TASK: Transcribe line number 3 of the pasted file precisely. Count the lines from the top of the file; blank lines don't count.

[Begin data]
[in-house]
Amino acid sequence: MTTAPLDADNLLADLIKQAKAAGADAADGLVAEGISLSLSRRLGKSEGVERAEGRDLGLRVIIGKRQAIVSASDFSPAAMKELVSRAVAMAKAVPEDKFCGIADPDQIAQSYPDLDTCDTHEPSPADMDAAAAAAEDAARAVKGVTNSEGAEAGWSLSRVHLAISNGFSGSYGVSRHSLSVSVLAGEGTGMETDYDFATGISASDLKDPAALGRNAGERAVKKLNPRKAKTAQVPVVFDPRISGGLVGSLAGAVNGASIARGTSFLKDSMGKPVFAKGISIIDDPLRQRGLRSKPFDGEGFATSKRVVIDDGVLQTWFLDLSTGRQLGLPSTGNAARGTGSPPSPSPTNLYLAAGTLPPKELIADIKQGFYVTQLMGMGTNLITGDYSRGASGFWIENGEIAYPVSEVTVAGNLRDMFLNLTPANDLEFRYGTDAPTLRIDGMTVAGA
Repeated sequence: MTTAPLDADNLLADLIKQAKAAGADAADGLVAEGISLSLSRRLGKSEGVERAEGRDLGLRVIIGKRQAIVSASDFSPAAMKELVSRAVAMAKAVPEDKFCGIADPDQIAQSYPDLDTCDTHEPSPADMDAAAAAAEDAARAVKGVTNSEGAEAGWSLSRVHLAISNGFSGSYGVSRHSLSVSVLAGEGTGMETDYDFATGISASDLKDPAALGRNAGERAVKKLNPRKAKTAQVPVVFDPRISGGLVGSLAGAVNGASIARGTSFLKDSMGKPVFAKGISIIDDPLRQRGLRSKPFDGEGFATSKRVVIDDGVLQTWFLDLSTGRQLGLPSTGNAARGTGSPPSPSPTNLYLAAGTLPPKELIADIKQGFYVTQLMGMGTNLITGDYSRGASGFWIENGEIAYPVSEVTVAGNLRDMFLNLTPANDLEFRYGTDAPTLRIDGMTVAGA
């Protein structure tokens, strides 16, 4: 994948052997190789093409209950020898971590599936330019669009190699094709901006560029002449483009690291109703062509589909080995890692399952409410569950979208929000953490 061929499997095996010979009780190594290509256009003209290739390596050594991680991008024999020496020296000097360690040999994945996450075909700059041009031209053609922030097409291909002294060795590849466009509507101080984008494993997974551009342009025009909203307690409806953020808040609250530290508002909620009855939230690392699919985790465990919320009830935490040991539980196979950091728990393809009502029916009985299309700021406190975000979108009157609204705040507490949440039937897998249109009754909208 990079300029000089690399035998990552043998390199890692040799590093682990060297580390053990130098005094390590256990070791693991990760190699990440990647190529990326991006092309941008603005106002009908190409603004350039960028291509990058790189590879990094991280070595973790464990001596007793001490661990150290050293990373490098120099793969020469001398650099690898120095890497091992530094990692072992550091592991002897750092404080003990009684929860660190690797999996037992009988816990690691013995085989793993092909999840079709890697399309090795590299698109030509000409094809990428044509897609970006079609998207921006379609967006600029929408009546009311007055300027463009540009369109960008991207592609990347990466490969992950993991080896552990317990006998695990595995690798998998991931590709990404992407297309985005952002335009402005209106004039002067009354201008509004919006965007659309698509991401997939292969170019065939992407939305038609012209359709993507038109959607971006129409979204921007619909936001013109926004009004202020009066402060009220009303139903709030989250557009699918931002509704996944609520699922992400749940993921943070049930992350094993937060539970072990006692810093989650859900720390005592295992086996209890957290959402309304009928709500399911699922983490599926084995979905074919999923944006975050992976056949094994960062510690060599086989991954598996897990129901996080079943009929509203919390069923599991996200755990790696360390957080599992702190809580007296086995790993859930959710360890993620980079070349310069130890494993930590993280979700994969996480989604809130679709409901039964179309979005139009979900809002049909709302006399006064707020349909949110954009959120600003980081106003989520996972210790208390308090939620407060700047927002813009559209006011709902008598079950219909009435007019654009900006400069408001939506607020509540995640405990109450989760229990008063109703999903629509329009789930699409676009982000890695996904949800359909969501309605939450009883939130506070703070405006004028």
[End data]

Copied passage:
Repeated sequence: MTTAPLDADNLLADLIKQAKAAGADAADGLVAEGISLSLSRRLGKSEGVERAEGRDLGLRVIIGKRQAIVSASDFSPAAMKELVSRAVAMAKAVPEDKFCGIADPDQIAQSYPDLDTCDTHEPSPADMDAAAAAAEDAARAVKGVTNSEGAEAGWSLSRVHLAISNGFSGSYGVSRHSLSVSVLAGEGTGMETDYDFATGISASDLKDPAALGRNAGERAVKKLNPRKAKTAQVPVVFDPRISGGLVGSLAGAVNGASIARGTSFLKDSMGKPVFAKGISIIDDPLRQRGLRSKPFDGEGFATSKRVVIDDGVLQTWFLDLSTGRQLGLPSTGNAARGTGSPPSPSPTNLYLAAGTLPPKELIADIKQGFYVTQLMGMGTNLITGDYSRGASGFWIENGEIAYPVSEVTVAGNLRDMFLNLTPANDLEFRYGTDAPTLRIDGMTVAGA